Definition of Bronchiectasis

The dilation of a segment of bronchus. Bronchiectasis may involve several bronchial branches and usually occurs deep within the lung, often in a lower lobe.

Though bronchiectasis may be congenital (present at birth) or acquired (develop after birth), congenital bronchiectasis is rare and results when only the core structure of the lungs develops and existing bronchi dilate in reaction to the pressure of incoming air.

Acquired bronchiectasis commonly develops with chronic lung inflammation such as results from cystic fibrosis or repeated infection (typically chronic bronchitis).

Bronchiectasis represents permanent damage to lung tissue, often with accompanying pulmonary fibrosis (scarring), and loss of lung function in the affected areas. Because of the lung’s segmented structure nonaffected segments and lobes of the lung continue to function normally, so the extent to which the bronchiectasis affects respiratory performance depends on the number of segments involved. However, bronchiectasis tends to be progressive.


Suspicion of bronchiectasis becomes valid with the existence of pulmonary conditions known to be predisposing, such as cystic fibrosis and chronic bronchitis. Bronchiectasis may follow recurrent pneumonia, aspiration pneumonia, childhood diseases such as pertussis (whooping cough) in children who have not received immunization, and toxic inhalation (such as smoke or chemical inhalation).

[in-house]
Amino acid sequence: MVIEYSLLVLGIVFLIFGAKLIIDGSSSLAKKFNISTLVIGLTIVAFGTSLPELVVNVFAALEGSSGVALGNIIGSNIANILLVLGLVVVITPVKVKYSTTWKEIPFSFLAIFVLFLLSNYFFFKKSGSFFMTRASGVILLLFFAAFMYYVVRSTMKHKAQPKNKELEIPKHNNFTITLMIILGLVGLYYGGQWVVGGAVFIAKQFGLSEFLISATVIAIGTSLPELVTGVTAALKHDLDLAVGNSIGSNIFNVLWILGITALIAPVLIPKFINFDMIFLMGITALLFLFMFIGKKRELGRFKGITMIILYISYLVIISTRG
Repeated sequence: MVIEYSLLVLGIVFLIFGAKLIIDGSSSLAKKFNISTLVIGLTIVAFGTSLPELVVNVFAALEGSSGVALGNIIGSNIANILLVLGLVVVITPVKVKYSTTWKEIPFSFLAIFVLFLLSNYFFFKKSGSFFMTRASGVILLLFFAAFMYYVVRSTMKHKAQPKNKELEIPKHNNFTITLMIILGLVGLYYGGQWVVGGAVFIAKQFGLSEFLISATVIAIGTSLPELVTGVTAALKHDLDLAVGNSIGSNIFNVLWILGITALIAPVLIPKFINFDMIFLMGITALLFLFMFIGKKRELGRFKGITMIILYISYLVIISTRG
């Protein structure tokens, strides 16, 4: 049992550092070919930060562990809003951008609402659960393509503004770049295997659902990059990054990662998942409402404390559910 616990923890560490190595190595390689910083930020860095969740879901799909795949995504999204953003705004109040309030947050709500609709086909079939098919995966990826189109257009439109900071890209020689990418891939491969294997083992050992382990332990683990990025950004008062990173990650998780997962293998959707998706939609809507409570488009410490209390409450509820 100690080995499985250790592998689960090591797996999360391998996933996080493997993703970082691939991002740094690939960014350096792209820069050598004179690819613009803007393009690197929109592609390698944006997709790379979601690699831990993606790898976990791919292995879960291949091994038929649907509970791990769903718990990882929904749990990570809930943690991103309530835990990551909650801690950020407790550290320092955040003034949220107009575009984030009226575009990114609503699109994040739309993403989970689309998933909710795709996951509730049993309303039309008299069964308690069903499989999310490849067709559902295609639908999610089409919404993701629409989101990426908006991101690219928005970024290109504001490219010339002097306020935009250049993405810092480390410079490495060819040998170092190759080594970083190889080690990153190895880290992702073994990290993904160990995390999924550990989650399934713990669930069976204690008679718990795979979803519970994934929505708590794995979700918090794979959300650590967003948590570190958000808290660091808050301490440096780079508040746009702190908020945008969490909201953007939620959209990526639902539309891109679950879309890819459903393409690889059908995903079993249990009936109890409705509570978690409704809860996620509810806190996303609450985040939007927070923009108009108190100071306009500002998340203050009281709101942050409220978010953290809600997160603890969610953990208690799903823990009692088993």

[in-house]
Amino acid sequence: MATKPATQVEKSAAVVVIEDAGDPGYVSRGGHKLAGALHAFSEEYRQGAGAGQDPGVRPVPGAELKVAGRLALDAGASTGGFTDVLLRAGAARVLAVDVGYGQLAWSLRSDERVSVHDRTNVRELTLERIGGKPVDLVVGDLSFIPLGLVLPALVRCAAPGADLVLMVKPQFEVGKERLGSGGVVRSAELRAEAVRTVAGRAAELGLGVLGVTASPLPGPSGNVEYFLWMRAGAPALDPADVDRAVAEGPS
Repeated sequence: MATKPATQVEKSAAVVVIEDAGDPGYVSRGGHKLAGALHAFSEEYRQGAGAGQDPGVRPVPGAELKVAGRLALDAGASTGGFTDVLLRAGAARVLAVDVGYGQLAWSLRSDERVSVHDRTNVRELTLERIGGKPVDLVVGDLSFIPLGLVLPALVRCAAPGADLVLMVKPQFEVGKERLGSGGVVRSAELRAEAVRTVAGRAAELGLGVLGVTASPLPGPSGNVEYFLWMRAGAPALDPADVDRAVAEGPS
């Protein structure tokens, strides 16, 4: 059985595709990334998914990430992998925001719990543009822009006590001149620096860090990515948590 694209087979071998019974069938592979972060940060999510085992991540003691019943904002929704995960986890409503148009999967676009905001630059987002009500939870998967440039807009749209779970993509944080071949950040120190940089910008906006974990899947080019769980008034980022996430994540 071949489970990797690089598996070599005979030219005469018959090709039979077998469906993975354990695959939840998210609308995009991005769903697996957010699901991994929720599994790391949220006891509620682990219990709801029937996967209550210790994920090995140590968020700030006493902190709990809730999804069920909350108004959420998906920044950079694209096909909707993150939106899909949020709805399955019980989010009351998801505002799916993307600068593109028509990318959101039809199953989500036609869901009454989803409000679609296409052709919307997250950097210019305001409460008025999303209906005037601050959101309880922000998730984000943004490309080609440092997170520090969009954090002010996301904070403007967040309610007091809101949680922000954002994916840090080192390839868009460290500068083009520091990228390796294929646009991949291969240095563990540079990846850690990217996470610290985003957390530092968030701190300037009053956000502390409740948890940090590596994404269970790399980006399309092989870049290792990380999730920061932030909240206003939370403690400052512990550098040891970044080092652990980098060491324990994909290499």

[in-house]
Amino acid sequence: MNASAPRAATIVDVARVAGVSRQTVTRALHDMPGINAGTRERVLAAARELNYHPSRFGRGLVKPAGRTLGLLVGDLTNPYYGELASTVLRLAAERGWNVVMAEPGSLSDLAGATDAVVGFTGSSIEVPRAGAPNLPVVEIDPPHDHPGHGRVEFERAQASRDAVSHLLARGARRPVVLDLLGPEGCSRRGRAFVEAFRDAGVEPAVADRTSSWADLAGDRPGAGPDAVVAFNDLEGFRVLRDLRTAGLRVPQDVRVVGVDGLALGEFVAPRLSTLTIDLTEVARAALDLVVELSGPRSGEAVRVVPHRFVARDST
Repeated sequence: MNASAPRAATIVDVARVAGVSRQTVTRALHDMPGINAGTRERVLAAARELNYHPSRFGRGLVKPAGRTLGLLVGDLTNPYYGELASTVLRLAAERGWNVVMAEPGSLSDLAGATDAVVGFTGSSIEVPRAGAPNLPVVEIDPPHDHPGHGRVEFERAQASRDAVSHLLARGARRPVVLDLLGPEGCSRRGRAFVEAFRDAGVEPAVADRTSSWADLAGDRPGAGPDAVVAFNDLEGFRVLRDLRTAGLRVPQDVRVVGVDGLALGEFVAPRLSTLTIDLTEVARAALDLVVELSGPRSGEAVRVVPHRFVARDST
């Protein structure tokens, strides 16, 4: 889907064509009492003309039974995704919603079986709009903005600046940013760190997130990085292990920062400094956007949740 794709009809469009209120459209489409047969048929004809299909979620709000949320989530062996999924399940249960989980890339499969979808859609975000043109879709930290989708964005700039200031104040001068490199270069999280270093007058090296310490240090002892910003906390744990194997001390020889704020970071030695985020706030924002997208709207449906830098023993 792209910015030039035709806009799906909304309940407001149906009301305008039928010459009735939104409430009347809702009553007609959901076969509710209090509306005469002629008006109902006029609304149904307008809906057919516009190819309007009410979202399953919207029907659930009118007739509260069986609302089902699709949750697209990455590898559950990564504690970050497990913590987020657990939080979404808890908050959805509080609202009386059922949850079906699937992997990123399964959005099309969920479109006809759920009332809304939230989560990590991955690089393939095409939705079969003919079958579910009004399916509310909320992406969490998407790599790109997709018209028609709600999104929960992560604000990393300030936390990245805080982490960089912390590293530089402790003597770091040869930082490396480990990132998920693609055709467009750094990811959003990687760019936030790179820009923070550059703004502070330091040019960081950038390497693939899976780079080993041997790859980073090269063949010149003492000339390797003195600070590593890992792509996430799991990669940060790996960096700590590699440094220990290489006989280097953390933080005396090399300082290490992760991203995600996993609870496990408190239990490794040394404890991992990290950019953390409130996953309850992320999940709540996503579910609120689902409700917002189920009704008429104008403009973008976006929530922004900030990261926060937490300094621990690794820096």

Immunodeficiency disorders that increase the risk for pulmonary infections also raise the likelihood of bronchiectasis. Symptoms typically develop over months to years and commonly include

  • Persistent, productive cough more intense in the mornings and just before going to bed
  • Prodigious sputum production
  • Hemoptysis (blood in the sputum)
  • Wheezing (high-pitched, abnormal breath sounds with exhalation)

The Diagnostic Path and Treatment

The diagnostic path includes chest X-rays and computed tomography (ct) scan. The doctor may further desire bronchoalveolar lavage or bronchial biopsy (via bronchoscopy), sputum cultures, and blood tests. Treatment depends on the findings and may include antibiotic medications to treat infections or corticosteroid medications to treat severe inflammation. Bronchodilator medications may help relax and open undamaged bronchi to improve lung capacity.

Chest percussion and postural drainage help loosen mucus so the normal mechanisms of the respiratory tract can move it out of the lungs. Rarely, surgery to remove a particularly eroded or chronically infected bronchial segment is necessary. Most people are able to manage bronchiectasis with regular medical evaluation and care (including prompt treatment at the earliest indication of infection). Regular physical activity and avoiding cigarette smoke are crucial to preserve remaining lung function.


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